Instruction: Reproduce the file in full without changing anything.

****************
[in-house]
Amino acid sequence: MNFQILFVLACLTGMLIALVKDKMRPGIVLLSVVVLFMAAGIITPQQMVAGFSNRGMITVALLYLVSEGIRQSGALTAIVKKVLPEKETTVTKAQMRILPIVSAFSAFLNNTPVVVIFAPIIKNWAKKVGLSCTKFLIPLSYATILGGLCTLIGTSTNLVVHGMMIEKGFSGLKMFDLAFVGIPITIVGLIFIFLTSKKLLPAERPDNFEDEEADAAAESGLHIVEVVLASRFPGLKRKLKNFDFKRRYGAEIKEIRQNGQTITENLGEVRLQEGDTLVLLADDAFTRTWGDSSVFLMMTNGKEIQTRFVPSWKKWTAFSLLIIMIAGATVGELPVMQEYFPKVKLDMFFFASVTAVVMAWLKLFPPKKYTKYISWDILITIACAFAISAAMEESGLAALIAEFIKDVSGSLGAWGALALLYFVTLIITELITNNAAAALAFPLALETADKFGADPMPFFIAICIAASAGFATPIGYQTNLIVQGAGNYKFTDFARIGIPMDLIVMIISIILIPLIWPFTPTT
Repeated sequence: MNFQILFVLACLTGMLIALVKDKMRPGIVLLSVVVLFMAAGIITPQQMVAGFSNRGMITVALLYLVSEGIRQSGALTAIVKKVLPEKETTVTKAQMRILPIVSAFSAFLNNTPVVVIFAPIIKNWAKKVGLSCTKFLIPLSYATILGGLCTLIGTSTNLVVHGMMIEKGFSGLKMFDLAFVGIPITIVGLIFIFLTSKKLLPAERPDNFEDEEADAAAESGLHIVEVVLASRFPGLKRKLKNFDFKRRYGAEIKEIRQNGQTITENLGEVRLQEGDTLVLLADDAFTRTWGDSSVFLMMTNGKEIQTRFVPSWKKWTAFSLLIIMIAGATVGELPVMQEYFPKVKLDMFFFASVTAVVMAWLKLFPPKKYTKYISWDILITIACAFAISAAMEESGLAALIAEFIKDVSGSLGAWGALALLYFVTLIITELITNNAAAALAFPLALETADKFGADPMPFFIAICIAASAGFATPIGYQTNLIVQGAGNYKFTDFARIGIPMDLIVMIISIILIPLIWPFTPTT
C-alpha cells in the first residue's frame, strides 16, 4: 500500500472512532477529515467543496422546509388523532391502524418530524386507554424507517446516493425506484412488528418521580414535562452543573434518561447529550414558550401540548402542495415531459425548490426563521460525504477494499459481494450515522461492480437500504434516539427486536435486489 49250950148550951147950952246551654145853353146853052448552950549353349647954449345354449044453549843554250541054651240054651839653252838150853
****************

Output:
[in-house]
Amino acid sequence: MNFQILFVLACLTGMLIALVKDKMRPGIVLLSVVVLFMAAGIITPQQMVAGFSNRGMITVALLYLVSEGIRQSGALTAIVKKVLPEKETTVTKAQMRILPIVSAFSAFLNNTPVVVIFAPIIKNWAKKVGLSCTKFLIPLSYATILGGLCTLIGTSTNLVVHGMMIEKGFSGLKMFDLAFVGIPITIVGLIFIFLTSKKLLPAERPDNFEDEEADAAAESGLHIVEVVLASRFPGLKRKLKNFDFKRRYGAEIKEIRQNGQTITENLGEVRLQEGDTLVLLADDAFTRTWGDSSVFLMMTNGKEIQTRFVPSWKKWTAFSLLIIMIAGATVGELPVMQEYFPKVKLDMFFFASVTAVVMAWLKLFPPKKYTKYISWDILITIACAFAISAAMEESGLAALIAEFIKDVSGSLGAWGALALLYFVTLIITELITNNAAAALAFPLALETADKFGADPMPFFIAICIAASAGFATPIGYQTNLIVQGAGNYKFTDFARIGIPMDLIVMIISIILIPLIWPFTPTT
Repeated sequence: MNFQILFVLACLTGMLIALVKDKMRPGIVLLSVVVLFMAAGIITPQQMVAGFSNRGMITVALLYLVSEGIRQSGALTAIVKKVLPEKETTVTKAQMRILPIVSAFSAFLNNTPVVVIFAPIIKNWAKKVGLSCTKFLIPLSYATILGGLCTLIGTSTNLVVHGMMIEKGFSGLKMFDLAFVGIPITIVGLIFIFLTSKKLLPAERPDNFEDEEADAAAESGLHIVEVVLASRFPGLKRKLKNFDFKRRYGAEIKEIRQNGQTITENLGEVRLQEGDTLVLLADDAFTRTWGDSSVFLMMTNGKEIQTRFVPSWKKWTAFSLLIIMIAGATVGELPVMQEYFPKVKLDMFFFASVTAVVMAWLKLFPPKKYTKYISWDILITIACAFAISAAMEESGLAALIAEFIKDVSGSLGAWGALALLYFVTLIITELITNNAAAALAFPLALETADKFGADPMPFFIAICIAASAGFATPIGYQTNLIVQGAGNYKFTDFARIGIPMDLIVMIISIILIPLIWPFTPTT
C-alpha cells in the first residue's frame, strides 16, 4: 500500500472512532477529515467543496422546509388523532391502524418530524386507554424507517446516493425506484412488528418521580414535562452543573434518561447529550414558550401540548402542495415531459425548490426563521460525504477494499459481494450515522461492480437500504434516539427486536435486489 49250950148550951147950952246551654145853353146853052448552950549353349647954449345354449044453549843554250541054651240054651839653252838150853